Effects of elevated atmospheric CO2 concentration on northern peatland biogeochemistry was studied in a short-term experiment. Eight intact soil cores (11-cm diameter × 40-cm depth) with Juncus and Festuca spp. were collected from a calcareous fen in north Wales. Half of the cores were incubated under 350 ppm CO2 concentration, whilst the other four cores were maintained at 700 ppm CO2. After a 4-month incubation, significantly higher biomass (root + shoot + algal mat) was determined under elevated CO2 conditions. Higher emissions of N2O and CO2, and higher concentration of pore-water DOC (dissolved organic carbon) were also observed under elevated CO2. However, no significant differences were found in CH4 emission or soil enzyme activities (β-glucosidase, phosphatase, and N-acetylglucosaminidase) in the bulk soil. Overall, the results suggest that elevated CO2 would increase the primary productivity of the fen vegetation, and stimulate N2O and CO2 emissions as a consequence of an enhanced DOC supply from the vegetation to the soil microbes.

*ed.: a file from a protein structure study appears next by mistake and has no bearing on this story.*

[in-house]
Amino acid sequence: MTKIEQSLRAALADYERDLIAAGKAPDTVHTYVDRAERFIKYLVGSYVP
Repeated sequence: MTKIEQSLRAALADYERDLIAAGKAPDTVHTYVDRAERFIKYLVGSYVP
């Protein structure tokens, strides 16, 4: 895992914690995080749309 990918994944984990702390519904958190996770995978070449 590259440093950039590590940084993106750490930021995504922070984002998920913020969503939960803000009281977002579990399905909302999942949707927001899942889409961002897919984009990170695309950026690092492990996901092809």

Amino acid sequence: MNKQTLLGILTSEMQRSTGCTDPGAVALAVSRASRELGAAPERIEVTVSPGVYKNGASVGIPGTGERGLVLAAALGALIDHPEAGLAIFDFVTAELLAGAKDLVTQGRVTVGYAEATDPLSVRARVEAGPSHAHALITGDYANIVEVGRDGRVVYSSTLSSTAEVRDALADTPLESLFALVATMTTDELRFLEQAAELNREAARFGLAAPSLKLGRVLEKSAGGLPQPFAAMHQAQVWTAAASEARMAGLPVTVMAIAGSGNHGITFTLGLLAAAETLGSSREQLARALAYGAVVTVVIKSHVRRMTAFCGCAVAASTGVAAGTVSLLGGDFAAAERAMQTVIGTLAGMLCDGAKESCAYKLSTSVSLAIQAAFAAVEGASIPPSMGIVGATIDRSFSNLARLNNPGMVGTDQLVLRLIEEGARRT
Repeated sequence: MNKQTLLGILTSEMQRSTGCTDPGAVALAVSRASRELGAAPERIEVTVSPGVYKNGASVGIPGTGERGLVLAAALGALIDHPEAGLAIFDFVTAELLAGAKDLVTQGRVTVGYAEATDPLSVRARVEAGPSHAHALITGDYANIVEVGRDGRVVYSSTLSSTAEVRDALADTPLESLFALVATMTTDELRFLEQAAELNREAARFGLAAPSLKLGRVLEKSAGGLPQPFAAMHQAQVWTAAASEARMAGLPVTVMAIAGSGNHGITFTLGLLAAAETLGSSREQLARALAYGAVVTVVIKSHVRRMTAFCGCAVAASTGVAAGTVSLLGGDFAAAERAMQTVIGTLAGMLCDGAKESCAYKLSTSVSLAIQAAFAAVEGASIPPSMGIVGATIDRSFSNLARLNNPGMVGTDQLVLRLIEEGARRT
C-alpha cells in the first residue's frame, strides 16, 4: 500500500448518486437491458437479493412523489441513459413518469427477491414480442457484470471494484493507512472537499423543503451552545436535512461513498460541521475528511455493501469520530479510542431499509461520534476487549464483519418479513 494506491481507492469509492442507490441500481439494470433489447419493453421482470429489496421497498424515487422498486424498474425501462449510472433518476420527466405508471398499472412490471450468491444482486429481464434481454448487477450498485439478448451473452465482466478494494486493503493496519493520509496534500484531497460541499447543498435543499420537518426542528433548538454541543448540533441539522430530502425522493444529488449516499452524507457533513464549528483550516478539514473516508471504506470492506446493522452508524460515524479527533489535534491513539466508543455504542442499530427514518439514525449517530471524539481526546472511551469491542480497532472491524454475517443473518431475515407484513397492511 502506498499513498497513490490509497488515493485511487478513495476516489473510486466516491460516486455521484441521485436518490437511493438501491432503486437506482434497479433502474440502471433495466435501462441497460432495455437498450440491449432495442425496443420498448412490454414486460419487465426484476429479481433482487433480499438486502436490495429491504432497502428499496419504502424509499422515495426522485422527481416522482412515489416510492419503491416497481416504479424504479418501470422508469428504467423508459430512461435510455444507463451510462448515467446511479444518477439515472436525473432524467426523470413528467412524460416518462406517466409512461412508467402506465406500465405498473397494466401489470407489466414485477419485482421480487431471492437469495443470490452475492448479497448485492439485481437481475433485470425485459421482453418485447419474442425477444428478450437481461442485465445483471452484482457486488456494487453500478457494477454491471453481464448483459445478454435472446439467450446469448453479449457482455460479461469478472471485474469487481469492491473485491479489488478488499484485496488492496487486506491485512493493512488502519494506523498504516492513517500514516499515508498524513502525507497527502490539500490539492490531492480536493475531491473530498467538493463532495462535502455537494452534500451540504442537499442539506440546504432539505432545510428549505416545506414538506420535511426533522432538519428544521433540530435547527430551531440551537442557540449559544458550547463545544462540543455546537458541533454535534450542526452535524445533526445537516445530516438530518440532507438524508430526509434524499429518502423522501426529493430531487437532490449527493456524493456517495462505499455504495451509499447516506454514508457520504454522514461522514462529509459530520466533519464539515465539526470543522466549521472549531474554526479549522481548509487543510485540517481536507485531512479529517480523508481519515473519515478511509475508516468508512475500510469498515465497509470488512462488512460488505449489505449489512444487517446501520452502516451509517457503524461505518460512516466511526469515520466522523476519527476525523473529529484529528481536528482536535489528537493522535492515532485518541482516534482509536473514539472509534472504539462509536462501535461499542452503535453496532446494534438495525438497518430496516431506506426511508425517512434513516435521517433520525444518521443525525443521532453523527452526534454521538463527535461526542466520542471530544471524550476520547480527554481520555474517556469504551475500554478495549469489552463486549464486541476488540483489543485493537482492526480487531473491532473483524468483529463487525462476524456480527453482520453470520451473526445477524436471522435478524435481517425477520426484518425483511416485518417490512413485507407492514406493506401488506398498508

|Number of pages||6|
|Journal||Science of the Total Environment|
|Publication status||Published - 2001 Nov 12|
Bibliographical noteFunding Information:
H. Kang is grateful to the Society of Wetland Scientists for Student Research Grants. C. Freeman is a Royal Society University Research Fellow.
All Science Journal Classification (ASJC) codes
- Environmental Engineering
- Environmental Chemistry
- Waste Management and Disposal